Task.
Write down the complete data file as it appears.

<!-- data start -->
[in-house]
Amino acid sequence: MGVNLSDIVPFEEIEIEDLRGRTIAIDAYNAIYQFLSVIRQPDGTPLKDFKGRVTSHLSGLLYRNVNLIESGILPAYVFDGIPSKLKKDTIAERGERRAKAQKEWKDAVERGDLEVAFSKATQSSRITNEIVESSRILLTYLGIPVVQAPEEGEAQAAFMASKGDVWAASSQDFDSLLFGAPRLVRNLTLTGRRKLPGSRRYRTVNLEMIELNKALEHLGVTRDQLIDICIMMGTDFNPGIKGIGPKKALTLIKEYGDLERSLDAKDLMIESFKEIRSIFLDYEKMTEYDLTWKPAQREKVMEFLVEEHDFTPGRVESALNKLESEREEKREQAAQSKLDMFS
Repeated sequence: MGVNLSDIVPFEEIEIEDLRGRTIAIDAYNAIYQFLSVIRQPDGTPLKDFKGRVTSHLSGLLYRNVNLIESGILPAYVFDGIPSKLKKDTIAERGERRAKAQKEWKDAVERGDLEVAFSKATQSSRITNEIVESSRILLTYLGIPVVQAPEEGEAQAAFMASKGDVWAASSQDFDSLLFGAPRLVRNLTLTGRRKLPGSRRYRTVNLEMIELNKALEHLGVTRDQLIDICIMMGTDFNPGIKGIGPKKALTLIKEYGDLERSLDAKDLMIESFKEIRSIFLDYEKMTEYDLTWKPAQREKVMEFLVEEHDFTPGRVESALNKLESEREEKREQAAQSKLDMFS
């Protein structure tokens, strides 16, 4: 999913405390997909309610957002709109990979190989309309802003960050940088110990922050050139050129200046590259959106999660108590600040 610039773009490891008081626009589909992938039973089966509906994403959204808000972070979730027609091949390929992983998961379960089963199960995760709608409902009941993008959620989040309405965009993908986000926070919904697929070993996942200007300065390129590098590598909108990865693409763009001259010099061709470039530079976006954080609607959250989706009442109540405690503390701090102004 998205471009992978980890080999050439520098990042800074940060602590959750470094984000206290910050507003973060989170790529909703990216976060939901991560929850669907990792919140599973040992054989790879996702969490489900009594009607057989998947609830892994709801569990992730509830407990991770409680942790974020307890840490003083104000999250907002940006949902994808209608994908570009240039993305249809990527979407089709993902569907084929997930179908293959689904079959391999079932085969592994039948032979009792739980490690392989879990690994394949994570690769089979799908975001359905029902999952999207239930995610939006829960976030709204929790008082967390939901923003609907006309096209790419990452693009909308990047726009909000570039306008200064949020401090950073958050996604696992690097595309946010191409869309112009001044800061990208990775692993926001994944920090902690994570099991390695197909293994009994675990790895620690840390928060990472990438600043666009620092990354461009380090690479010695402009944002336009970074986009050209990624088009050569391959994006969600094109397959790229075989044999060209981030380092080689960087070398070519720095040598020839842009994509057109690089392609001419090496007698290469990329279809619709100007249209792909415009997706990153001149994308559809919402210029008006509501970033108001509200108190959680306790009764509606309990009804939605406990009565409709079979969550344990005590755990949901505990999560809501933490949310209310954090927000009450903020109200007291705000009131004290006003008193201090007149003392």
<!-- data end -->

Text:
[in-house]
Amino acid sequence: MGVNLSDIVPFEEIEIEDLRGRTIAIDAYNAIYQFLSVIRQPDGTPLKDFKGRVTSHLSGLLYRNVNLIESGILPAYVFDGIPSKLKKDTIAERGERRAKAQKEWKDAVERGDLEVAFSKATQSSRITNEIVESSRILLTYLGIPVVQAPEEGEAQAAFMASKGDVWAASSQDFDSLLFGAPRLVRNLTLTGRRKLPGSRRYRTVNLEMIELNKALEHLGVTRDQLIDICIMMGTDFNPGIKGIGPKKALTLIKEYGDLERSLDAKDLMIESFKEIRSIFLDYEKMTEYDLTWKPAQREKVMEFLVEEHDFTPGRVESALNKLESEREEKREQAAQSKLDMFS
Repeated sequence: MGVNLSDIVPFEEIEIEDLRGRTIAIDAYNAIYQFLSVIRQPDGTPLKDFKGRVTSHLSGLLYRNVNLIESGILPAYVFDGIPSKLKKDTIAERGERRAKAQKEWKDAVERGDLEVAFSKATQSSRITNEIVESSRILLTYLGIPVVQAPEEGEAQAAFMASKGDVWAASSQDFDSLLFGAPRLVRNLTLTGRRKLPGSRRYRTVNLEMIELNKALEHLGVTRDQLIDICIMMGTDFNPGIKGIGPKKALTLIKEYGDLERSLDAKDLMIESFKEIRSIFLDYEKMTEYDLTWKPAQREKVMEFLVEEHDFTPGRVESALNKLESEREEKREQAAQSKLDMFS
């Protein structure tokens, strides 16, 4: 999913405390997909309610957002709109990979190989309309802003960050940088110990922050050139050129200046590259959106999660108590600040 610039773009490891008081626009589909992938039973089966509906994403959204808000972070979730027609091949390929992983998961379960089963199960995760709608409902009941993008959620989040309405965009993908986000926070919904697929070993996942200007300065390129590098590598909108990865693409763009001259010099061709470039530079976006954080609607959250989706009442109540405690503390701090102004 998205471009992978980890080999050439520098990042800074940060602590959750470094984000206290910050507003973060989170790529909703990216976060939901991560929850669907990792919140599973040992054989790879996702969490489900009594009607057989998947609830892994709801569990992730509830407990991770409680942790974020307890840490003083104000999250907002940006949902994808209608994908570009240039993305249809990527979407089709993902569907084929997930179908293959689904079959391999079932085969592994039948032979009792739980490690392989879990690994394949994570690769089979799908975001359905029902999952999207239930995610939006829960976030709204929790008082967390939901923003609907006309096209790419990452693009909308990047726009909000570039306008200064949020401090950073958050996604696992690097595309946010191409869309112009001044800061990208990775692993926001994944920090902690994570099991390695197909293994009994675990790895620690840390928060990472990438600043666009620092990354461009380090690479010695402009944002336009970074986009050209990624088009050569391959994006969600094109397959790229075989044999060209981030380092080689960087070398070519720095040598020839842009994509057109690089392609001419090496007698290469990329279809619709100007249209792909415009997706990153001149994308559809919402210029008006509501970033108001509200108190959680306790009764509606309990009804939605406990009565409709079979969550344990005590755990949901505990999560809501933490949310209310954090927000009450903020109200007291705000009131004290006003008193201090007149003392």